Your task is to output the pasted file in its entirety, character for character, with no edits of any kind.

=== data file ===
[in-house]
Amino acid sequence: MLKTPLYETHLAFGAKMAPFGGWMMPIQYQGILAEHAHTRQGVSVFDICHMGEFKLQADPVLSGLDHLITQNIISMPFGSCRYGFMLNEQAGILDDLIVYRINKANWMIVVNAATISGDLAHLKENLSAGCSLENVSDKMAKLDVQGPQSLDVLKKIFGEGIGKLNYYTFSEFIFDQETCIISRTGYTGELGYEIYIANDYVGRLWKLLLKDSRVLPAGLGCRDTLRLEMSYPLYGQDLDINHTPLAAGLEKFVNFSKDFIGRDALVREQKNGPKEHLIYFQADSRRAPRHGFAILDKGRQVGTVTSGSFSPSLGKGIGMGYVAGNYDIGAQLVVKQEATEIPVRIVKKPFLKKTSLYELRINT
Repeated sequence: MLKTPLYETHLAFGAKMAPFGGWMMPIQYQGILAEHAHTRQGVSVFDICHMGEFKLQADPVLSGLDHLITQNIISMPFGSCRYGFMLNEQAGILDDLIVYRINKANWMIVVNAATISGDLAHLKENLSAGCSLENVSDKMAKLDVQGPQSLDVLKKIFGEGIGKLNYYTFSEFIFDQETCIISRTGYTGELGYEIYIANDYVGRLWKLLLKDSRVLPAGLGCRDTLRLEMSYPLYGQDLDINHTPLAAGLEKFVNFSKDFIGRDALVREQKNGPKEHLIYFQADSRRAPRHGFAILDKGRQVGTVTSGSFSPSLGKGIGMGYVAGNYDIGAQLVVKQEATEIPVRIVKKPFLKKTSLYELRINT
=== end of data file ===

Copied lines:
[in-house]
Amino acid sequence: MLKTPLYETHLAFGAKMAPFGGWMMPIQYQGILAEHAHTRQGVSVFDICHMGEFKLQADPVLSGLDHLITQNIISMPFGSCRYGFMLNEQAGILDDLIVYRINKANWMIVVNAATISGDLAHLKENLSAGCSLENVSDKMAKLDVQGPQSLDVLKKIFGEGIGKLNYYTFSEFIFDQETCIISRTGYTGELGYEIYIANDYVGRLWKLLLKDSRVLPAGLGCRDTLRLEMSYPLYGQDLDINHTPLAAGLEKFVNFSKDFIGRDALVREQKNGPKEHLIYFQADSRRAPRHGFAILDKGRQVGTVTSGSFSPSLGKGIGMGYVAGNYDIGAQLVVKQEATEIPVRIVKKPFLKKTSLYELRINT
Repeated sequence: MLKTPLYETHLAFGAKMAPFGGWMMPIQYQGILAEHAHTRQGVSVFDICHMGEFKLQADPVLSGLDHLITQNIISMPFGSCRYGFMLNEQAGILDDLIVYRINKANWMIVVNAATISGDLAHLKENLSAGCSLENVSDKMAKLDVQGPQSLDVLKKIFGEGIGKLNYYTFSEFIFDQETCIISRTGYTGELGYEIYIANDYVGRLWKLLLKDSRVLPAGLGCRDTLRLEMSYPLYGQDLDINHTPLAAGLEKFVNFSKDFIGRDALVREQKNGPKEHLIYFQADSRRAPRHGFAILDKGRQVGTVTSGSFSPSLGKGIGMGYVAGNYDIGAQLVVKQEATEIPVRIVKKPFLKKTSLYELRINT